#100DaysOfMERN - Day 1

#100DaysOfMERN - Day 1


10 min read

✏ ABL - always be learning

It's that time of year again. Resolutions are made - and broken before the first week is out. I never need motivation to open my editor and just code away, coding keeps me sane and healthy (although I often feel that I'm constantly on the brink of burnout), but I struggle with keeping focus on one topic. To minimise the chances of that happening, I've decided to commit to a #100DaysOf... challenge:

I want to learn the MERN stack.

This is no tutorial or guide, it's a documentation of my personal learning process and will serve as my notebook in the future, when I need to look things up again.

Where I'm starting from

The front end was my entry into programming, so besides HTML and CSS (etc), my current skillset includes good knowledge of JavaScript and reasonably good knowledge of React. I've also worked with PHP/SQL before, at a decent level where I was able to build my own recipe database, and manipulate it entirely through a web interface. Pure front end became too limiting, and being able to write server code was quite awesome - with one problem:

I find PHP extremely tedious to write and debug. It's possible that I just didn't find the right tools, though. But I absolutely love JavaScript, so I purchased a Udemy course by Brad Traversy "MERN eCommerce from scratch" to expand my knowledge and learn server side JavaScript.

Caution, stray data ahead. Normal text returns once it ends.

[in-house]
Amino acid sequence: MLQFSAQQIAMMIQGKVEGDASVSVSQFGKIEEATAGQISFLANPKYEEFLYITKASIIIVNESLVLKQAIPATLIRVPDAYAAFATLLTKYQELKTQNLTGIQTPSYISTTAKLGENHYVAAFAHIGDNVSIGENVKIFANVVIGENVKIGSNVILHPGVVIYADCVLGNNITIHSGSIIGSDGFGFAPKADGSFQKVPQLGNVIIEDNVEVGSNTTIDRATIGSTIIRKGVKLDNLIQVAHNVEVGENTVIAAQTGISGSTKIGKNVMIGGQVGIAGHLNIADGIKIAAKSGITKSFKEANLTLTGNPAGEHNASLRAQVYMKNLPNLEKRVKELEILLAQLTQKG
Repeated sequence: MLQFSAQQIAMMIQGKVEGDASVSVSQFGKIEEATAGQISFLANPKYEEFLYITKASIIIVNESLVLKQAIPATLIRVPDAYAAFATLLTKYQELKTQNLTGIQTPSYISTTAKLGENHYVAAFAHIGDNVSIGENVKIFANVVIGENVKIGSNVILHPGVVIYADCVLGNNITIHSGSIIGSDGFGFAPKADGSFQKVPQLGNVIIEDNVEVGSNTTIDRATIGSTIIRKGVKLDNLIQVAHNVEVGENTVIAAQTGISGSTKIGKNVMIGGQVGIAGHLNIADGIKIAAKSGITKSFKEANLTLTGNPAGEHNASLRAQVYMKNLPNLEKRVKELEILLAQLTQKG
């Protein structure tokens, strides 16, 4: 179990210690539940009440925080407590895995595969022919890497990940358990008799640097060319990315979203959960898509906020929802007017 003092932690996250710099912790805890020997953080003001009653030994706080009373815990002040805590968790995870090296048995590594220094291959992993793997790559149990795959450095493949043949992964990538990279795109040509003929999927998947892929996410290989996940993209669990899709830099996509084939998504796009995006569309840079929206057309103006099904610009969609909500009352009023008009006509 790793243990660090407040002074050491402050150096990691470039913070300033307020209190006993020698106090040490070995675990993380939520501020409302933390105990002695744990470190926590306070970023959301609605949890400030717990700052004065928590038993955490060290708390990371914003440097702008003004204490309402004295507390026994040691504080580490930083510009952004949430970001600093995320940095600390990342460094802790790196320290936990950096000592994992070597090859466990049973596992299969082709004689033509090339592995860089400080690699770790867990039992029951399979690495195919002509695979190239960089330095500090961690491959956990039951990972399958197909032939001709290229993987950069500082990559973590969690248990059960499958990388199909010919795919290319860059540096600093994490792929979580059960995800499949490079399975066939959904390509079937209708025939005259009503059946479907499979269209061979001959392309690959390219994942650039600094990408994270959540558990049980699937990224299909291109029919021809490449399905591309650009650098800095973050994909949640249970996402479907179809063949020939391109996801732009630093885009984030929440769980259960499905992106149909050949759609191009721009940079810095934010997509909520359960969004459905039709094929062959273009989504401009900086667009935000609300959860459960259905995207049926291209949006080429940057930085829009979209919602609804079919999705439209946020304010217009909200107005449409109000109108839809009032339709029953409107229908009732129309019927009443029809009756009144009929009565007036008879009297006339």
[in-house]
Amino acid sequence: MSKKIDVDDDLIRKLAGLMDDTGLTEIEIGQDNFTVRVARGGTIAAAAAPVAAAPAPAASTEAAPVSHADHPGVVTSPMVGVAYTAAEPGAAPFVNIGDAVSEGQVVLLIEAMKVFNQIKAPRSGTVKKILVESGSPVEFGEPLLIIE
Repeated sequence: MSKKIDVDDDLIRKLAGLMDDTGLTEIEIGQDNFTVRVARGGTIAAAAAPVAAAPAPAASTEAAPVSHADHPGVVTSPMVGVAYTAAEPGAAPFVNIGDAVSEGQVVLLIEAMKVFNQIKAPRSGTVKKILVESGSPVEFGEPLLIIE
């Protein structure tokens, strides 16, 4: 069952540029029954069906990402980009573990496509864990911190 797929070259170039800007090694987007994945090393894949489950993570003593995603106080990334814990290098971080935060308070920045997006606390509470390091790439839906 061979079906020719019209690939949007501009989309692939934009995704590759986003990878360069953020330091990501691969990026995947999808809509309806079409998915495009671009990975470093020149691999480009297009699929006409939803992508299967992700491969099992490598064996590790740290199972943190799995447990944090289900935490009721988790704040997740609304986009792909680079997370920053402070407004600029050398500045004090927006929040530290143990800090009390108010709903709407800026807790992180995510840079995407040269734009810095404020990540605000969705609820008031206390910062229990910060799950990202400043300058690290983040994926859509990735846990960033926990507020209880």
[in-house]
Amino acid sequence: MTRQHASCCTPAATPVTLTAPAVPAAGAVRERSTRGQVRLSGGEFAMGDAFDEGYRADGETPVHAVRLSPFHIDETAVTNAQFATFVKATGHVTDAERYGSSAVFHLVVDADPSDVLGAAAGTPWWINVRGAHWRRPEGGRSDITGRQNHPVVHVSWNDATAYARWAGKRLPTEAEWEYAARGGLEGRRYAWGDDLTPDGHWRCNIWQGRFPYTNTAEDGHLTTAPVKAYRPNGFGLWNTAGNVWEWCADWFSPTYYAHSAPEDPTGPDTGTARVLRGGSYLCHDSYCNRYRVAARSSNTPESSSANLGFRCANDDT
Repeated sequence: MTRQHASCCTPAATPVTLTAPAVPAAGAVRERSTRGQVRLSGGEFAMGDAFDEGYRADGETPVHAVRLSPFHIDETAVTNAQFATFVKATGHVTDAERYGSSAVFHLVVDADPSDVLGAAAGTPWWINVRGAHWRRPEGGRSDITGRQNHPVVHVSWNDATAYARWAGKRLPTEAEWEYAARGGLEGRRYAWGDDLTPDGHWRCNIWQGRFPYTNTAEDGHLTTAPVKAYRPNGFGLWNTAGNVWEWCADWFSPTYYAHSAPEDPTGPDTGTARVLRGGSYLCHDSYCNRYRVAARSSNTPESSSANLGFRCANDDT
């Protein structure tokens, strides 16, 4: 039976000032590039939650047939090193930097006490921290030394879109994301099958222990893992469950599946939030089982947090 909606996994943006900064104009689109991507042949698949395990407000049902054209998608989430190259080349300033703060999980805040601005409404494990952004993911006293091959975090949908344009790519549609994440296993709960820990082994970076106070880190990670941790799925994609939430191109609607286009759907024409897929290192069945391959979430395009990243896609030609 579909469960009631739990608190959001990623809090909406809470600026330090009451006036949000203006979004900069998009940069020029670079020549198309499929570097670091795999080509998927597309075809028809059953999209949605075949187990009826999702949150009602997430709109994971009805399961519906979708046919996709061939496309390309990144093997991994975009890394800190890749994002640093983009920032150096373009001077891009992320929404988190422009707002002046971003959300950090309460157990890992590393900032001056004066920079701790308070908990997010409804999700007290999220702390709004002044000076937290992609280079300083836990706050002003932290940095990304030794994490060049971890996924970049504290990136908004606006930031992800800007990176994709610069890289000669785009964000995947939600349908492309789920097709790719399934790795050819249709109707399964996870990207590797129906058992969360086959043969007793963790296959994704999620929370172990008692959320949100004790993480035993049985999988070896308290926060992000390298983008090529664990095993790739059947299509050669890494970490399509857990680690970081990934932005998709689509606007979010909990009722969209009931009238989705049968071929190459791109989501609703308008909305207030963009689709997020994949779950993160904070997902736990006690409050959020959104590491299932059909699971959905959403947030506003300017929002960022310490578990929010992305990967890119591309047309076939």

I used the holidays to dive into the course. It started off with building the front end, and the pace was perfect. I confidently coded along, understanding every single line I wrote. When it came to the back end, stuff got a little bumpier. It's not that you don't get any explanations along with the code, the course just isn't aimed at complete beginners like me.

I had made GET requests before and know how to fetch data from a server, but to be entirely honest, it always feels a bit like an accident when I make it work. And I certainly have never set up a server, so I was more and more just copying the code from the tutorial video. By the time we included the database and installed Postman, I wasn't even 100% sure what I'm installing that for, so I thought that it makes no sense to continue unless I catch up with the tools involved.

Why I want to learn this

I recently wrote a short tutorial series on " How to build a Guitar with React", but couldn't include all the functionality that I wanted. I'd like a user to have access to a chord database, and give them the possibility to save custom chords. I've formerly half-"solved" that by throwing the entire chord data JSON file at the client, but that's probably not how you want to do it. I've also no clue how to build a back end that allows user registration.

The goal

By the end of this challenge, I want to be able to

  • set up and configure a server
  • include user registration
  • build/connect to a database
  • deploy a full-stack app

"Being able to..." means that I know what I'm doing when I'm doing it. That I don't have to look up every step, and that I understand what each step is for. It does not mean that I can showcase one project where I "prove" that I'm proficient in the above.

Well, the very first thing I'll have to do to achieve that goal is... start 🚀